- All quotes herein are translations from Tamil or Sanskrit to English; and therefore, in a certain sense, indirect quotes.
- Who Am I?
- Your duty is to be, and not to be this or that. I Am That I Am sums up the whole truth; the method is summarized in Be Still.
- Interview (c. 1945) in The Spiritual Teachings of Ramana Maharshi (1972), p. 75
Sri Ramana GitaEdit
- Let knowledge be guessed by the sign of equality to all beings.
- ... just as the limb gives assistance to the body, likewise the member of the community helps the community and reigns supreme.
- It is said that a good brotherly feeling with a sense of equality is the supreme goal to be reached collectively by all members of the community.
- By happy fraternity amongst themselves, the embodied beings get the supreme peace. Then all this earth shines like one house. When the men, the embodied beings treat each other with equal respect and have good brotherly feelings amongst themselves, great peace and harmony abound. Then all this earth shines like one house. The whole world shines like the one dwelling house of the entire human family.
- [A member of the community] should conduct himself always by word, mind and body in such a fashion that it results in help to the society. He should also make his own men understand this.
- Having set one's family in consonance with the community, he should make his family prosperous to ensure the prosperity of the community.
- Peace is for the purification of one's mind. Power is for the growth of the community. Having established the community with power, one should then establish supreme peace.
The Science of the HeartEdit
- Selected excerpts from Sri Ramana's volitional discourse on Hridaya Vidya
- 2. That, from where all the activities of the embodied beings emerge, is mentioned as the heart. The description of its form is conceptual.
- 3. It is said that the I-activity is the root of all activities. From where the I-thought emerges, that in short is the heart.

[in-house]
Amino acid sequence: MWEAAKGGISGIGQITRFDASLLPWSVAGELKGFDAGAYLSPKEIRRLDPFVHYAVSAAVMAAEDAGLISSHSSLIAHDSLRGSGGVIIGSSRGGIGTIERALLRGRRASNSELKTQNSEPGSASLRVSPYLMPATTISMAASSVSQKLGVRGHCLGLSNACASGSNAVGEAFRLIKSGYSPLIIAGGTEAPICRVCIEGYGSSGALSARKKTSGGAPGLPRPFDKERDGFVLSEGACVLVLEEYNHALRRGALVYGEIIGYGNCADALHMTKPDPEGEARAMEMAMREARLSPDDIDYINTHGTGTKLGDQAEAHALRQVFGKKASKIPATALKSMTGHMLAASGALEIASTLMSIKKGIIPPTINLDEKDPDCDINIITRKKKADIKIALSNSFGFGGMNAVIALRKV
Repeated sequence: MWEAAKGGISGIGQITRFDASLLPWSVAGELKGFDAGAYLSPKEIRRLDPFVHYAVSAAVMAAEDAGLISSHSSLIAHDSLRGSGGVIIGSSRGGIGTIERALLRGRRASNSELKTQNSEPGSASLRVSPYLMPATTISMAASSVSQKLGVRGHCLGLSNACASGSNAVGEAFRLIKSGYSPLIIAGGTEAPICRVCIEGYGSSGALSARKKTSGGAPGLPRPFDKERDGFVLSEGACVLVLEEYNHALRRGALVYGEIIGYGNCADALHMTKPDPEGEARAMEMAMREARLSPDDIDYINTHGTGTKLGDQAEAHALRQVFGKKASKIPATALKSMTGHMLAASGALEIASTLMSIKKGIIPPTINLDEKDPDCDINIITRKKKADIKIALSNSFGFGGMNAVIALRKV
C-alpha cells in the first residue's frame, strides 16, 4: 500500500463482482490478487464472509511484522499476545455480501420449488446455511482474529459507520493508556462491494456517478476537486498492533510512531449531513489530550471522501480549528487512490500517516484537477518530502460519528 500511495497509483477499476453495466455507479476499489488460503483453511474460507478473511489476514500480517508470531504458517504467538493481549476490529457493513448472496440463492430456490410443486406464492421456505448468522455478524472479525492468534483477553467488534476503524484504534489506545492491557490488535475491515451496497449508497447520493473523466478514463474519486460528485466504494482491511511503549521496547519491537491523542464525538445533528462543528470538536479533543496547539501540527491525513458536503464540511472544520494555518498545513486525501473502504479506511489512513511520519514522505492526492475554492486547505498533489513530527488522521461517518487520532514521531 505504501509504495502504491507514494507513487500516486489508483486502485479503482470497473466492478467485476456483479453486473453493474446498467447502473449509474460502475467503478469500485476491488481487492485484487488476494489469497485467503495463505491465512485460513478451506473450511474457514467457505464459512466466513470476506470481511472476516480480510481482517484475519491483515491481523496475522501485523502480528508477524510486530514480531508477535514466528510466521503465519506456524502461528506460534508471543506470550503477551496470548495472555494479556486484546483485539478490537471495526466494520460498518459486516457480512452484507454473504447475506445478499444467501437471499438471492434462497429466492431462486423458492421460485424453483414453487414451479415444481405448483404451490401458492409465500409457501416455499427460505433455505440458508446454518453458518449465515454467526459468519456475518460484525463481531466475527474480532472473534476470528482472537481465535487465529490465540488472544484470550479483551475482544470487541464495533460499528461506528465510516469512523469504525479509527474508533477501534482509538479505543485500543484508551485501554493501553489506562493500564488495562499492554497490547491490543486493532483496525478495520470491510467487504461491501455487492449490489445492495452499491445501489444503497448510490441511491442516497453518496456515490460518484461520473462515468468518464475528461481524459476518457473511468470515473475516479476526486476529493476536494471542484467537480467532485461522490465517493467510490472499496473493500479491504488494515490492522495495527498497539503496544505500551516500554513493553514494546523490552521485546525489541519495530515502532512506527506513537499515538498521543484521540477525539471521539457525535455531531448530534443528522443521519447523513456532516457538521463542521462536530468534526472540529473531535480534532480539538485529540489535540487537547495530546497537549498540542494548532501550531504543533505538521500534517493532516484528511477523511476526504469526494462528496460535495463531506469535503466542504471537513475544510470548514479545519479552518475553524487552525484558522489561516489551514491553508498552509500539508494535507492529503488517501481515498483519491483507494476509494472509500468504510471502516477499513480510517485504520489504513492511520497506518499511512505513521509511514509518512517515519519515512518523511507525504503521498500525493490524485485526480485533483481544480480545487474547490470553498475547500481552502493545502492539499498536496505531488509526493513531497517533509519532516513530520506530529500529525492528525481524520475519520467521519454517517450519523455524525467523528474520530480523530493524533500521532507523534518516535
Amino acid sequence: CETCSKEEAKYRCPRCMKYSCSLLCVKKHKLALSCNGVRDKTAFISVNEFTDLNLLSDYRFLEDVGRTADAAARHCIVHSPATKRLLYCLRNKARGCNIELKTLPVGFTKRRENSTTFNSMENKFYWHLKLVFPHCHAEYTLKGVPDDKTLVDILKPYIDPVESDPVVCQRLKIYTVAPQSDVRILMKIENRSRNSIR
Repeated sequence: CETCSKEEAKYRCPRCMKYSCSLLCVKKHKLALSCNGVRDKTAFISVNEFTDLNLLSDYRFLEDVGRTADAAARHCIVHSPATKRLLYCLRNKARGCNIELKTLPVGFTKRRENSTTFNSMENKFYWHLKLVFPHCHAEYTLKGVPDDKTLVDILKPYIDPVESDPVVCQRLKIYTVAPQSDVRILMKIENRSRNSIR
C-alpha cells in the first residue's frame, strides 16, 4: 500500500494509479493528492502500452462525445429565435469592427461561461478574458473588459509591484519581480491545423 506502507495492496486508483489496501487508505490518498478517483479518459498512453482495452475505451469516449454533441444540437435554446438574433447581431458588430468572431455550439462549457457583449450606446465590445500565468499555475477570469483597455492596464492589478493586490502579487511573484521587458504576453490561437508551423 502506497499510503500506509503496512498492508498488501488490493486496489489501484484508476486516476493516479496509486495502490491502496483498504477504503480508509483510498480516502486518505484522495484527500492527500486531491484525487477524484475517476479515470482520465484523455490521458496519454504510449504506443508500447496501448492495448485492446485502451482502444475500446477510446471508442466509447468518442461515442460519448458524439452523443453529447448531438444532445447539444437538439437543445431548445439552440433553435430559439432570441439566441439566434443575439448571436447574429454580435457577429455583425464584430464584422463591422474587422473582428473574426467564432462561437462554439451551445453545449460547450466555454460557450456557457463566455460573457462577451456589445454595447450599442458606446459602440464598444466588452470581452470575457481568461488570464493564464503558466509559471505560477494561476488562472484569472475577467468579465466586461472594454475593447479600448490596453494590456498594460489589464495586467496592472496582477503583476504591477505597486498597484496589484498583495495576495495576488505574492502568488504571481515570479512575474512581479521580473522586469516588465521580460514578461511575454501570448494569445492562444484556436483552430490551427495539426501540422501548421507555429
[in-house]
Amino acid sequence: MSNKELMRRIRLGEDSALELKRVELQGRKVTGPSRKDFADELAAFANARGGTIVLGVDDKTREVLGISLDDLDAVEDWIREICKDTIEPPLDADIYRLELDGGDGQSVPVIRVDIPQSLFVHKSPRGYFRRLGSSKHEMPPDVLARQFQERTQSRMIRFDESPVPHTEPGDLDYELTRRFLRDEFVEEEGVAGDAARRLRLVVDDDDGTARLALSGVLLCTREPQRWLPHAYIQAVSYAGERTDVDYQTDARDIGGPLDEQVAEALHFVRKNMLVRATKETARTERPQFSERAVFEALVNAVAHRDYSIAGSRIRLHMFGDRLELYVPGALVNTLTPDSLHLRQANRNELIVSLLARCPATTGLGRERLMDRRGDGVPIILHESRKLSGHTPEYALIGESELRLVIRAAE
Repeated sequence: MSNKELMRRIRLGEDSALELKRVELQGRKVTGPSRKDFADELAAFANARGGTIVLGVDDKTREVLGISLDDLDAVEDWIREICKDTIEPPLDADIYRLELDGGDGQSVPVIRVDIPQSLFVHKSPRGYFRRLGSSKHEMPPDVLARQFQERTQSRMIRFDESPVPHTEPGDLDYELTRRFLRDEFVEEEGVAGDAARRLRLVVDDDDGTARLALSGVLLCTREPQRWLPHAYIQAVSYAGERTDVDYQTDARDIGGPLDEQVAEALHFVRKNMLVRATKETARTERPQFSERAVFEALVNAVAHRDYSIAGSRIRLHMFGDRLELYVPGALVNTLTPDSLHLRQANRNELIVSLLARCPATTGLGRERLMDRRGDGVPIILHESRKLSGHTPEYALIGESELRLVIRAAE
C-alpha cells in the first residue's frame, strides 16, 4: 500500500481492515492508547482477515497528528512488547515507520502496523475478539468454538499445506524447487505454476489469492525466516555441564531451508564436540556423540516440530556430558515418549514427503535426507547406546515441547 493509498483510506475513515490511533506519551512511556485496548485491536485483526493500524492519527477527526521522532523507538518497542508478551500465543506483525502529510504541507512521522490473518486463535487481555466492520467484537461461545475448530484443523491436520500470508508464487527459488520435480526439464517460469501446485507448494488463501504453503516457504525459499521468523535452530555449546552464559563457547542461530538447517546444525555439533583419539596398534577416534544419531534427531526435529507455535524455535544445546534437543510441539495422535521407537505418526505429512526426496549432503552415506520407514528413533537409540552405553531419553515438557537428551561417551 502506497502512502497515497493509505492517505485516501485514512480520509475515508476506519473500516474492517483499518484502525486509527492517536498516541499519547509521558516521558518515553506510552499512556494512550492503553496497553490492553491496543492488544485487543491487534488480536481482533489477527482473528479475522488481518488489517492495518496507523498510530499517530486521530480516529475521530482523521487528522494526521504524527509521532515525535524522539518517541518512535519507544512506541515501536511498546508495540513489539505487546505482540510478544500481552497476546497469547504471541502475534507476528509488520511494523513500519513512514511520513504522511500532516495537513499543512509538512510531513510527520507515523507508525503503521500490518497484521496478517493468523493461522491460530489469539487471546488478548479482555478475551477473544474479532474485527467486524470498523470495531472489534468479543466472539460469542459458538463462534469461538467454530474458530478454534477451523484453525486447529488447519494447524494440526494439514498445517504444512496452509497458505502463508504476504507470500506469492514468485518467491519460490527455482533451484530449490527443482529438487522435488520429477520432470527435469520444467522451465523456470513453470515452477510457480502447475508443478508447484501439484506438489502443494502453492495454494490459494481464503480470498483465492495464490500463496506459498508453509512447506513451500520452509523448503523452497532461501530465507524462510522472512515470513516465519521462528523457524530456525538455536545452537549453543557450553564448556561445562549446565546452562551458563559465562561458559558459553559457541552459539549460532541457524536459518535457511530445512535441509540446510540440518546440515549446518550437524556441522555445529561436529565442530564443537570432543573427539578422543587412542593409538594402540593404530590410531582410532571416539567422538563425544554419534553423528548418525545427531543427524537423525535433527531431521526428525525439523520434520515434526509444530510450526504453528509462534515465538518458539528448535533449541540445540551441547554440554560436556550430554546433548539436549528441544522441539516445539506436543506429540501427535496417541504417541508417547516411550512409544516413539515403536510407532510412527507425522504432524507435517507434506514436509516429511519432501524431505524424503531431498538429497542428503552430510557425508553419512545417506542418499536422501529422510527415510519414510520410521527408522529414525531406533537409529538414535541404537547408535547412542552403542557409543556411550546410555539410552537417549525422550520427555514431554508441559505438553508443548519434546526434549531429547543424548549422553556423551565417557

- In the definition of the heart is placed as a corollary that the direct Sadhana for knowing the heart is the tracking down to the origin of the I-thought.
- 8. For one stationed in the Self, Sahasrara will be of pure effulgence. There: if any mental formulation falls within its presence, it will not live.
- 9. Even when the sensory objects to be known are in the proximity, when the difference is not taken in, the mind does not cause a break in Yoga.
- 10. Even in intake, the one steadfast thought is said to be the natural state. Nirvikalpa Samadhi will result when the sensory objects are not present.
- 11. The macrocosm is in its entirety in the body. The body is in its entirety in the heart. Therefore heart is the summarised form of all the macrocosm.
- 12. The world is none other than the mind. The mind is none other than the heart. Therefore the entire story finishes in the heart.
- 13. It is said that the heart is in the microcosm just as the orb of the sun in the macrocosm. The mind in Sahasrara is like the disc of the moon.
- 14. Just as the sun gives light to the moon this heart bestows the effulgence on the mind.
- 15. As in the night when the sun is not present, one sees the light in the moon, the man who is not present in the heart, sees merely the mind.
- 16. Without seeing the origin of light, the true form of one's Self, the ordinary man sees by the mind different things and is deluded.
- 17. The Jnanin present in the heart sees the mind merged in the light of the heart, like moonlight in the presence of the sun during the day.
- 18. The deeply learned ones know the mind as the directly expressed meaning of the supreme knowledge. The heart is the meaning aimed at. The Supreme is none other than the heart.